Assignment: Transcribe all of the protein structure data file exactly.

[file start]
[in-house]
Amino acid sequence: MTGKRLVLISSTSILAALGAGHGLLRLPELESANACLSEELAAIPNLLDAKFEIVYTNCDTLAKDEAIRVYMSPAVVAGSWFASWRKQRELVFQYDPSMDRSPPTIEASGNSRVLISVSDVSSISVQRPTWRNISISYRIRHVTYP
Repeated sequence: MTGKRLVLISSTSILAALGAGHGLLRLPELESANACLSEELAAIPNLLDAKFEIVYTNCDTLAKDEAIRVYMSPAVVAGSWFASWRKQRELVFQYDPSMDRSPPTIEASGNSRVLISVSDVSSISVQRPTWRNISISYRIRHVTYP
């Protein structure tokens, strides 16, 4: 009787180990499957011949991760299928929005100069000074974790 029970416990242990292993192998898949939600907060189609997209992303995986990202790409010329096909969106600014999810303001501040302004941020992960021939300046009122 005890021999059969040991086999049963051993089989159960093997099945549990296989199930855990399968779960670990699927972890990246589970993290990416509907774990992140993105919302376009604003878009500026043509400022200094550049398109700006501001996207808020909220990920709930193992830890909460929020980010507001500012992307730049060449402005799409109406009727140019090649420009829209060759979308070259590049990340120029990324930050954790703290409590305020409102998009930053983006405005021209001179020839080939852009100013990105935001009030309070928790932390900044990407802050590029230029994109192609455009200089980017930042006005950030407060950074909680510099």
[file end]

[in-house]
Amino acid sequence: MTGKRLVLISSTSILAALGAGHGLLRLPELESANACLSEELAAIPNLLDAKFEIVYTNCDTLAKDEAIRVYMSPAVVAGSWFASWRKQRELVFQYDPSMDRSPPTIEASGNSRVLISVSDVSSISVQRPTWRNISISYRIRHVTYP
Repeated sequence: MTGKRLVLISSTSILAALGAGHGLLRLPELESANACLSEELAAIPNLLDAKFEIVYTNCDTLAKDEAIRVYMSPAVVAGSWFASWRKQRELVFQYDPSMDRSPPTIEASGNSRVLISVSDVSSISVQRPTWRNISISYRIRHVTYP
């Protein structure tokens, strides 16, 4: 009787180990499957011949991760299928929005100069000074974790 029970416990242990292993192998898949939600907060189609997209992303995986990202790409010329096909969106600014999810303001501040302004941020992960021939300046009122 005890021999059969040991086999049963051993089989159960093997099945549990296989199930855990399968779960670990699927972890990246589970993290990416509907774990992140993105919302376009604003878009500026043509400022200094550049398109700006501001996207808020909220990920709930193992830890909460929020980010507001500012992307730049060449402005799409109406009727140019090649420009829209060759979308070259590049990340120029990324930050954790703290409590305020409102998009930053983006405005021209001179020839080939852009100013990105935001009030309070928790932390900044990407802050590029230029994109192609455009200089980017930042006005950030407060950074909680510099």